Wagner made history with 3,000th hit

Part of the INSIDE PITCH series
Written by: Craig Muder

When Honus Wagner became the first 20th century player to reach the 3,000-hit mark, he thought 4,000 hits might be within his reach.

The 40-year-old Pirates shortstop fell a little more than 500 hits short of that goal, but to this day Wagner’s numbers put him in the company of baseball’s best – even more than 100 years after his milestone hit.

On June 9, 1914, Wagner’s ninth-inning double off the Phillies’ Erskine Mayer at Philadelphia’s Baker Bowl gave him 3,000 hits for his career. At that point, only Cap Anson – then credited with 3,047 hits – had reached that plateau in big league games.

The Tuesday afternoon crowd gave Wagner an ovation after the hit and when he subsequently scored Pittsburgh’s only run in a 3-1 loss.

Wagner’s effort made headlines throughout the country the following day, a fitting tribute to one of the most popular players in the game during the first two decades of the 20th century.

“If a man with a voice loud enough to make himself heard all over the United States should stand on top of Pike’s Peak and ask ‘Who is the greatest ballplayer?’ 27,806,009 persons would shout ‘Wagner’,” wrote Hugh Fullerton, winner of the 1964 J.G. Taylor Spink Award, in American Magazine.

Debuting in 1897 with the Louisville Colonels of the National League, Wagner quickly became one of baseball’s best hitters. By 1900, the Colonels and the Pittsburgh Pirates had effectively merged into one team – and Wagner, a Pittsburgh-area native, led the National League in hitting that season with a .381 batting average.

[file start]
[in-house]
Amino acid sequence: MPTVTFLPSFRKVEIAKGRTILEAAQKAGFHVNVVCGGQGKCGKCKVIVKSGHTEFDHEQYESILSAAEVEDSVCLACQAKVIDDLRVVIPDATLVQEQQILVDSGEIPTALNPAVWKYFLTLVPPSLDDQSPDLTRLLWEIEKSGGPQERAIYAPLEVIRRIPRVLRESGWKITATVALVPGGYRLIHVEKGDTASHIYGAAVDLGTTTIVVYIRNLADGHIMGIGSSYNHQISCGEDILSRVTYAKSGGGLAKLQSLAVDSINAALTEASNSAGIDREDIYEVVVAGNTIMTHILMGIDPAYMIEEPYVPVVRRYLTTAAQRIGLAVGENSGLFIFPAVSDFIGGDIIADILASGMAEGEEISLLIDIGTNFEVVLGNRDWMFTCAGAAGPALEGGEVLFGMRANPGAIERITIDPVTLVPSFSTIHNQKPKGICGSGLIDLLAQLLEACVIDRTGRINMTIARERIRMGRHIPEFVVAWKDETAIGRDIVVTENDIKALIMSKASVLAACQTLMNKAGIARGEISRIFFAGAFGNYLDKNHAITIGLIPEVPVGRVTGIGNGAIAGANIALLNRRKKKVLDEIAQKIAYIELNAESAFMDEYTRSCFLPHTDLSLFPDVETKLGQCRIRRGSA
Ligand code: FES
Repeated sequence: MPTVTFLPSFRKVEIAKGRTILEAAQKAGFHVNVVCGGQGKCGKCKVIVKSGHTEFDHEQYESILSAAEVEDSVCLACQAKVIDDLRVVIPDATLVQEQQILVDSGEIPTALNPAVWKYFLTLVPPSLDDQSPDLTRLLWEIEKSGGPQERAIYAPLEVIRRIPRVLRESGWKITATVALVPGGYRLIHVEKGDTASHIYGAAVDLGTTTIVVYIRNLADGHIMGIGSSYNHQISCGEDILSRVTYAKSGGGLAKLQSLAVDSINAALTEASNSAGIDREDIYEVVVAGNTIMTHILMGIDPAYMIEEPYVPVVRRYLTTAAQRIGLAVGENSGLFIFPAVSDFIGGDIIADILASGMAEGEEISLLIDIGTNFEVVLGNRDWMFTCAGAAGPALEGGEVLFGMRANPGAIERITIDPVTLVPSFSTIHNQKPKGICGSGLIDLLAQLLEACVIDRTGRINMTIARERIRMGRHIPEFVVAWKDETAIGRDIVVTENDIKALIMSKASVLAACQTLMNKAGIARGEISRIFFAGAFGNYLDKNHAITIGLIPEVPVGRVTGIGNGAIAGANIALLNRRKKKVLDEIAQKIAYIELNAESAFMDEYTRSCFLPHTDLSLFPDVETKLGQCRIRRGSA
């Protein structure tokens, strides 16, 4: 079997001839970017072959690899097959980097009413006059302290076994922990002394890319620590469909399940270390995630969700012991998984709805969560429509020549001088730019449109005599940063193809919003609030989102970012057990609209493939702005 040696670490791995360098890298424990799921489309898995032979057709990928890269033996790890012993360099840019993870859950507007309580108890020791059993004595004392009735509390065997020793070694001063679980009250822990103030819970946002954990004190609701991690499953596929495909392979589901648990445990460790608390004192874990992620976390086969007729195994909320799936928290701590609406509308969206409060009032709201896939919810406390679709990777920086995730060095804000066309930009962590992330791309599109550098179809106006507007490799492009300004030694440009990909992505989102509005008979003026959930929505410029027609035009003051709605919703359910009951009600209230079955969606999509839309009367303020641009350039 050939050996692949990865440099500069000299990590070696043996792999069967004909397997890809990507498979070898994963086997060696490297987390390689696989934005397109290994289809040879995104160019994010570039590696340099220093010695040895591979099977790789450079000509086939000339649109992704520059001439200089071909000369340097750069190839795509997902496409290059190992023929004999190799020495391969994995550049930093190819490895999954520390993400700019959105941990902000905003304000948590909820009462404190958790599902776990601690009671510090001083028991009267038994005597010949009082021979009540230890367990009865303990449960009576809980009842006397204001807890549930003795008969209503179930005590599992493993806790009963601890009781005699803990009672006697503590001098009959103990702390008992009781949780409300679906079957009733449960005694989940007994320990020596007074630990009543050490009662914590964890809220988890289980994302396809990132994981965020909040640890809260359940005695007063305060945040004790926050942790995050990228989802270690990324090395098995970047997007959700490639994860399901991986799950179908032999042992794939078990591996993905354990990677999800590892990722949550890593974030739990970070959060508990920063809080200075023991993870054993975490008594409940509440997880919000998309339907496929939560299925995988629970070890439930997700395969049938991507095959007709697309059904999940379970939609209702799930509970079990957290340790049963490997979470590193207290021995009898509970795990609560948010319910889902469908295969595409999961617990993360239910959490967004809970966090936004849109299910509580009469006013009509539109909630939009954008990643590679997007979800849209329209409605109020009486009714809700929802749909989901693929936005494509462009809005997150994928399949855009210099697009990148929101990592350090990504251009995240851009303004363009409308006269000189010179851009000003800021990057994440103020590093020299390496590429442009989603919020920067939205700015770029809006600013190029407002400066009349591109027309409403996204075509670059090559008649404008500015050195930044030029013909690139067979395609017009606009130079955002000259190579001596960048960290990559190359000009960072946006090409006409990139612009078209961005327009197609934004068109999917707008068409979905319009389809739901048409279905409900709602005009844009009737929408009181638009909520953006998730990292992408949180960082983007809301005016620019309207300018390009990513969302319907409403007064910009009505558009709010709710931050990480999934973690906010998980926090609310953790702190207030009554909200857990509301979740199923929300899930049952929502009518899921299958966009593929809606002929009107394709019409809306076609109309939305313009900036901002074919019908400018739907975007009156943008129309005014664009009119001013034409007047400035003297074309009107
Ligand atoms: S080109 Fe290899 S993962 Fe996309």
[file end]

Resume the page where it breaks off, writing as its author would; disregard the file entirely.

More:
It was the first of eight NL batting titles for Wagner, who split time between the infield and the outfield before taking over as the Pirates’ everyday shortstop in 1903. That same year, the Pirates won their third straight National League crown and faced the Boston Americans in the first modern World Series, falling 5-games-to-3 in the best-of-nine affair.

Wagner hit just .222 in that series and struck out to end the eighth-and-final game. But he rebounded in 1904 to lead the NL in batting average, on-base percentage, slugging percentage, doubles and total bases. And he showed no signs of slowing down in his second decade in the big leagues, leading the league in batting average and RBI in both 1908 and 1909.

In the latter season, Wagner’s Pirates again returned to the World Series, this time facing Ty Cobb’s Detroit Tigers. Billed as a matchup of the two best hitters in baseball, Wagner hit .333 to Cobb’s .231, leading Pittsburgh to a seven-game victory.

“In my opinion,” said Sam Crawford, who hit .314 for that 1909 Tigers team, “the greatest all-around player who ever lived was Honus Wagner.”

The 1914 season marked Wagner’s first concession to age, though he played in 150 games en route to a career-low .252 batting average. Wagner would remain the Pirates’ regular shortstop in 1915, hitting .274 with 78 RBI while playing in each of Pittsburgh’s 156 games at the age of 41. But his last two seasons would come as a part-time player.

In 1917, Wagner was named the Pirates manager when Jimmy Callahan was fired 60 games into the season.

But after five games, Wagner told Pirates owner Barney Dreyfuss that he did not want to manage – and Wagner resumed his role as a player.

He retired after the 1917 season with the records (since broken) for games (2,794), at-bats (10,439), extra base hits (996) and total bases (4,870).

Wagner totaled 3,420 hits, 643 doubles, 1,732 RBI, 1,739 runs scored and 723 stolen bases to go with a .328 batting average.

“There ain’t much to being a ballplayer,” Wagner famously said, “if you’re a ballplayer.”

Wagner was elected to the Hall of Fame in the inaugural class of 1936.


Craig Muder is the director of communications for the National Baseball Hall of Fame and Museum

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